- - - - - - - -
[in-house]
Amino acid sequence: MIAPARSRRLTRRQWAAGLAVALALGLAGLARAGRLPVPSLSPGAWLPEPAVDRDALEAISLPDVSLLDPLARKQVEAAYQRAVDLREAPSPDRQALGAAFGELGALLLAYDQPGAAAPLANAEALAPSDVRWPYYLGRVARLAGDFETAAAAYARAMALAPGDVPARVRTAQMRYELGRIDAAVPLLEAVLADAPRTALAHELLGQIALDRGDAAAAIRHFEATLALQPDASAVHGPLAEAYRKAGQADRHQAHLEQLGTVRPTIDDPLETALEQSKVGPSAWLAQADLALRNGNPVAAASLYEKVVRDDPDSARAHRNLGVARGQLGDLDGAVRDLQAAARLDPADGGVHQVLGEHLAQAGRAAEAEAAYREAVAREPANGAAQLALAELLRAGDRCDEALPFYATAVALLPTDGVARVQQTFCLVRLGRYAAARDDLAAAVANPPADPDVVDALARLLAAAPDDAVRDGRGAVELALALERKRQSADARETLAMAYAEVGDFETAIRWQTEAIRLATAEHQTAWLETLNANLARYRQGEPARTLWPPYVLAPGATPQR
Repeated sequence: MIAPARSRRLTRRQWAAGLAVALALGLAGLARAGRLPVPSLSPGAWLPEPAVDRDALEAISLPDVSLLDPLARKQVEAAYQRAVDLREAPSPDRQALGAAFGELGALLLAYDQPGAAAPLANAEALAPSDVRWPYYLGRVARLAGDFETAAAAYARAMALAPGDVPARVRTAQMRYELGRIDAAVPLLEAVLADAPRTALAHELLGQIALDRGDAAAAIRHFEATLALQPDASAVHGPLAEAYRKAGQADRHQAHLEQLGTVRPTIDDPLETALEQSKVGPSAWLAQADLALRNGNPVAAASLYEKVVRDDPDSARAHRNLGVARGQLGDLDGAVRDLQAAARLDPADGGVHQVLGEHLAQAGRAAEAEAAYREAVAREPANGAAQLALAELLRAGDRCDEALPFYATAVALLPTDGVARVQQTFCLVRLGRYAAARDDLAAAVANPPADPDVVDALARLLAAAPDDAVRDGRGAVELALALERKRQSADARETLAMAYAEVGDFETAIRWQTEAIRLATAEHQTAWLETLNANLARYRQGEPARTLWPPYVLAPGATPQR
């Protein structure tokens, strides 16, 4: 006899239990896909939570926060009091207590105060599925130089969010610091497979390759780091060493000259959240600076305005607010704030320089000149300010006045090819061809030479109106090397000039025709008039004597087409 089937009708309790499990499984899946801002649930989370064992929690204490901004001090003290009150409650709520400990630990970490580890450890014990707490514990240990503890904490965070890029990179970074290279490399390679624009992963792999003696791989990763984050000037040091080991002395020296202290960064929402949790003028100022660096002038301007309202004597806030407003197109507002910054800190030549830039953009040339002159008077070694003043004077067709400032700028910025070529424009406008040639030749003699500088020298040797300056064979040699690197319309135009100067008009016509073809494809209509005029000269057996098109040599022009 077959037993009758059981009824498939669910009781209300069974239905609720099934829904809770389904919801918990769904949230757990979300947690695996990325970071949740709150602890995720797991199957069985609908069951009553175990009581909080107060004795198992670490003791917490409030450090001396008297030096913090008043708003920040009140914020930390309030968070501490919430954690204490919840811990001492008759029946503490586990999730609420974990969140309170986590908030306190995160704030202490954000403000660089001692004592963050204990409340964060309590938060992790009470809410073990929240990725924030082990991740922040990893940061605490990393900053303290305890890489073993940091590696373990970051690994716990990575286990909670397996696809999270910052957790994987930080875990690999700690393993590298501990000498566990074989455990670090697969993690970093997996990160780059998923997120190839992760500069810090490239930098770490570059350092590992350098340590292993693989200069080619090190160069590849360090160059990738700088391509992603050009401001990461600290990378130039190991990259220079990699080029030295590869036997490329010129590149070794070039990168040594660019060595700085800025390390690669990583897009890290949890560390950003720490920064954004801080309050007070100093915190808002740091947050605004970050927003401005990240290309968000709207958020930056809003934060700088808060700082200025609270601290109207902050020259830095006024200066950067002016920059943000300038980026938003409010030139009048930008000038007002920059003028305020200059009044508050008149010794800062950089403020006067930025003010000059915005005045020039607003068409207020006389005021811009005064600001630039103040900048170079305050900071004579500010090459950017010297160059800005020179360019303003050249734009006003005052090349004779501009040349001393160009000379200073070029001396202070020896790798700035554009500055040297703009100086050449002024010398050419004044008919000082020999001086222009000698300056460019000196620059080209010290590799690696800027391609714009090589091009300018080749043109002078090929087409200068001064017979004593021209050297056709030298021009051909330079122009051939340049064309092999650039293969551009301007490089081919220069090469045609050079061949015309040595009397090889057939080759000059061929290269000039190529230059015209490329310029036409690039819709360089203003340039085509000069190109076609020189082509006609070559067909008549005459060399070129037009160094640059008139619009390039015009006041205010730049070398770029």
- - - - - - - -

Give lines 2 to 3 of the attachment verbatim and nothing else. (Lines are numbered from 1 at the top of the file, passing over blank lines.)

Amino acid sequence: MIAPARSRRLTRRQWAAGLAVALALGLAGLARAGRLPVPSLSPGAWLPEPAVDRDALEAISLPDVSLLDPLARKQVEAAYQRAVDLREAPSPDRQALGAAFGELGALLLAYDQPGAAAPLANAEALAPSDVRWPYYLGRVARLAGDFETAAAAYARAMALAPGDVPARVRTAQMRYELGRIDAAVPLLEAVLADAPRTALAHELLGQIALDRGDAAAAIRHFEATLALQPDASAVHGPLAEAYRKAGQADRHQAHLEQLGTVRPTIDDPLETALEQSKVGPSAWLAQADLALRNGNPVAAASLYEKVVRDDPDSARAHRNLGVARGQLGDLDGAVRDLQAAARLDPADGGVHQVLGEHLAQAGRAAEAEAAYREAVAREPANGAAQLALAELLRAGDRCDEALPFYATAVALLPTDGVARVQQTFCLVRLGRYAAARDDLAAAVANPPADPDVVDALARLLAAAPDDAVRDGRGAVELALALERKRQSADARETLAMAYAEVGDFETAIRWQTEAIRLATAEHQTAWLETLNANLARYRQGEPARTLWPPYVLAPGATPQR
Repeated sequence: MIAPARSRRLTRRQWAAGLAVALALGLAGLARAGRLPVPSLSPGAWLPEPAVDRDALEAISLPDVSLLDPLARKQVEAAYQRAVDLREAPSPDRQALGAAFGELGALLLAYDQPGAAAPLANAEALAPSDVRWPYYLGRVARLAGDFETAAAAYARAMALAPGDVPARVRTAQMRYELGRIDAAVPLLEAVLADAPRTALAHELLGQIALDRGDAAAAIRHFEATLALQPDASAVHGPLAEAYRKAGQADRHQAHLEQLGTVRPTIDDPLETALEQSKVGPSAWLAQADLALRNGNPVAAASLYEKVVRDDPDSARAHRNLGVARGQLGDLDGAVRDLQAAARLDPADGGVHQVLGEHLAQAGRAAEAEAAYREAVAREPANGAAQLALAELLRAGDRCDEALPFYATAVALLPTDGVARVQQTFCLVRLGRYAAARDDLAAAVANPPADPDVVDALARLLAAAPDDAVRDGRGAVELALALERKRQSADARETLAMAYAEVGDFETAIRWQTEAIRLATAEHQTAWLETLNANLARYRQGEPARTLWPPYVLAPGATPQR